OnePlus has a little-known feature bundled with its phones called "Shot on OnePlus." It's a way for people to show off the photos they take on their phones by making them available to other OP users as wallpapers. However, OnePlus reportedly designed its API in such a way that it's easy for someone to harvest email addresses from Shot on OnePlus.
Users can upload photos to Shot on OnePlus from the phone or using a website. In either case, you need to log in first. That means there's an email address associated with your photo submissions. The API for the service was allegedly easy to access for anyone with the right token, hosted on open.oneplus.net. You'd need a key to get the token, but it wasn't encrypted and consisted of a simple alphanumeric string. So, it was trivially easy for someone to get into the API if they really wanted to. The "gid" codes used to identify users were also out in the open, so it was possible to scrape or modify user data once you had that. An attacker could also cycle through gid numbers to get data on other users.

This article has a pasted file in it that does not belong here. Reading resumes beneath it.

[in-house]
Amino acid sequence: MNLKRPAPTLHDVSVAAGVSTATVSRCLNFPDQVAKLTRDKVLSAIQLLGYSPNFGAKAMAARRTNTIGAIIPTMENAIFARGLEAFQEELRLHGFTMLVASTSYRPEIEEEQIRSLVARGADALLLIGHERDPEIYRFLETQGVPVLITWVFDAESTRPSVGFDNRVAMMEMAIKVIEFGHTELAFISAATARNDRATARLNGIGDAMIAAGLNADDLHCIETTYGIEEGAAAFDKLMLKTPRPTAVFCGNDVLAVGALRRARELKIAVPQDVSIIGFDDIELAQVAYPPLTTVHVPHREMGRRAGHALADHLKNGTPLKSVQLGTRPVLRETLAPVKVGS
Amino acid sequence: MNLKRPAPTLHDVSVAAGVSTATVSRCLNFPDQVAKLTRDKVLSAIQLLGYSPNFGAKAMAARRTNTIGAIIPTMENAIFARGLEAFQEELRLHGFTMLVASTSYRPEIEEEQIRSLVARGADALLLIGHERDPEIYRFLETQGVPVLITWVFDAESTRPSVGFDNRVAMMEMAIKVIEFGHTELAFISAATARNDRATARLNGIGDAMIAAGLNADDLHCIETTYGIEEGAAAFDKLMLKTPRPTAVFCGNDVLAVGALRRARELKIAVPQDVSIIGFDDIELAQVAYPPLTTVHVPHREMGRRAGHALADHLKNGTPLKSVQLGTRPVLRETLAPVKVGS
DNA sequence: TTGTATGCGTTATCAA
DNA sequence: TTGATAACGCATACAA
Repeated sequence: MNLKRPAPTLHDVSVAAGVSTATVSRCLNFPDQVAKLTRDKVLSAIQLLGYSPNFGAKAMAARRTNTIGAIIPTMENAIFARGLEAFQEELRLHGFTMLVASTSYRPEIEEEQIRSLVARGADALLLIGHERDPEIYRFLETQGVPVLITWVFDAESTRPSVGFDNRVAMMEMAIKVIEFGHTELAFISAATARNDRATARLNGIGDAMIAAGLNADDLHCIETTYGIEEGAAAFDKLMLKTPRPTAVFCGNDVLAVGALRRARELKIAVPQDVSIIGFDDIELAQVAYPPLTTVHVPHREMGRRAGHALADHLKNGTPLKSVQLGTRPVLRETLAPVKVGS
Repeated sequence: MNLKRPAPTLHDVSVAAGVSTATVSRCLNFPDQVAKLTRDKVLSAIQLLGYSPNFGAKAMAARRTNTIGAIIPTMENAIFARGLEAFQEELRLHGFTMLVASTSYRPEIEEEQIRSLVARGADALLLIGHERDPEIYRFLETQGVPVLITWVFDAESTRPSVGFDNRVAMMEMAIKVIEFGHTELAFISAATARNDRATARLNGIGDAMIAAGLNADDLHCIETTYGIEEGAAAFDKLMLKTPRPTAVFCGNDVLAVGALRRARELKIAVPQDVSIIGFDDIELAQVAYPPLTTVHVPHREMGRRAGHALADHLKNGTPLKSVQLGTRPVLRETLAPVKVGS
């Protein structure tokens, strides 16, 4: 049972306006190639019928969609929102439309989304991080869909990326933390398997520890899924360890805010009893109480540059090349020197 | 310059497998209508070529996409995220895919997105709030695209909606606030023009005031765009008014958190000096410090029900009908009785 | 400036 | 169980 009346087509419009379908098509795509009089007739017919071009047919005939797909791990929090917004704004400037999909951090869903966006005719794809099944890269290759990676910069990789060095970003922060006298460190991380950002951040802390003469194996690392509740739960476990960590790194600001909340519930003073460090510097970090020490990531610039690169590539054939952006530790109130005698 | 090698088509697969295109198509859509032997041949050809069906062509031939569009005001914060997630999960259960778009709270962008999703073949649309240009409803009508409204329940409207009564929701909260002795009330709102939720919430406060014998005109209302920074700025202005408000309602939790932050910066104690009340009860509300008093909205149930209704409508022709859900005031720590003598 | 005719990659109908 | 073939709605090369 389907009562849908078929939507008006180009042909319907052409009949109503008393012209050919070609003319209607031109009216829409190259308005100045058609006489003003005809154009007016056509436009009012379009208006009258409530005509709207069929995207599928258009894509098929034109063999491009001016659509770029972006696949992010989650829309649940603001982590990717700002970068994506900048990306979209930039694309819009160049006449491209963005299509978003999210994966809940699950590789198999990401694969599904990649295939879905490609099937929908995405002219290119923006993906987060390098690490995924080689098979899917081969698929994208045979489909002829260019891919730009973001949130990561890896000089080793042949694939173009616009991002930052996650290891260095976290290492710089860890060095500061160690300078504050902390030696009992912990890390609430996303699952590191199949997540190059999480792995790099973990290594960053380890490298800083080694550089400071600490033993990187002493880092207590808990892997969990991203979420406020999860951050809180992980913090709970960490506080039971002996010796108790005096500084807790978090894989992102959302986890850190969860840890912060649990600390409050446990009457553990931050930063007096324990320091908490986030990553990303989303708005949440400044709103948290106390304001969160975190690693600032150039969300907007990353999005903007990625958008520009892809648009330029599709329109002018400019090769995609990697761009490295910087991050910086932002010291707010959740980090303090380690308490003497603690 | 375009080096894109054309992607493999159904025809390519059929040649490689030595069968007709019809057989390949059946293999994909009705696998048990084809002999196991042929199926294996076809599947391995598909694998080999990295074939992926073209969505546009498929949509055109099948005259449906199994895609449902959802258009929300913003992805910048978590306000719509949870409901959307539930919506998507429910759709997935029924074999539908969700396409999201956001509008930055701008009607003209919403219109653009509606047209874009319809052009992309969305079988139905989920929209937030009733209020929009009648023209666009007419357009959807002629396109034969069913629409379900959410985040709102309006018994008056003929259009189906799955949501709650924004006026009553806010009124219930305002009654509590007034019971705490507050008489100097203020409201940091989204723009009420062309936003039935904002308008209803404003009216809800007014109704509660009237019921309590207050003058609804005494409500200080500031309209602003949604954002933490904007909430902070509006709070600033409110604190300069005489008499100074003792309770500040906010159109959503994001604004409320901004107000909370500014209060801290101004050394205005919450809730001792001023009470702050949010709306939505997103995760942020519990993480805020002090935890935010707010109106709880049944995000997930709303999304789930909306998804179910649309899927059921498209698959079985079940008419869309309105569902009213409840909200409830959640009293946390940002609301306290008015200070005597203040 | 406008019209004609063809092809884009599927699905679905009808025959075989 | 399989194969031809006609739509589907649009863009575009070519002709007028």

After getting a heads-up, OnePlus apparently made it harder to access the API without going through the Shot on OnePlus service. Email addresses are also obfuscated with asterisks now. It's not exactly encouraging to see this sort of lax security, but it probably affected a few hundred people at most. There's also no confirmation of any in-the-wild exploitation of the flaw. This is not a very popular feature, which is lucky for OnePlus.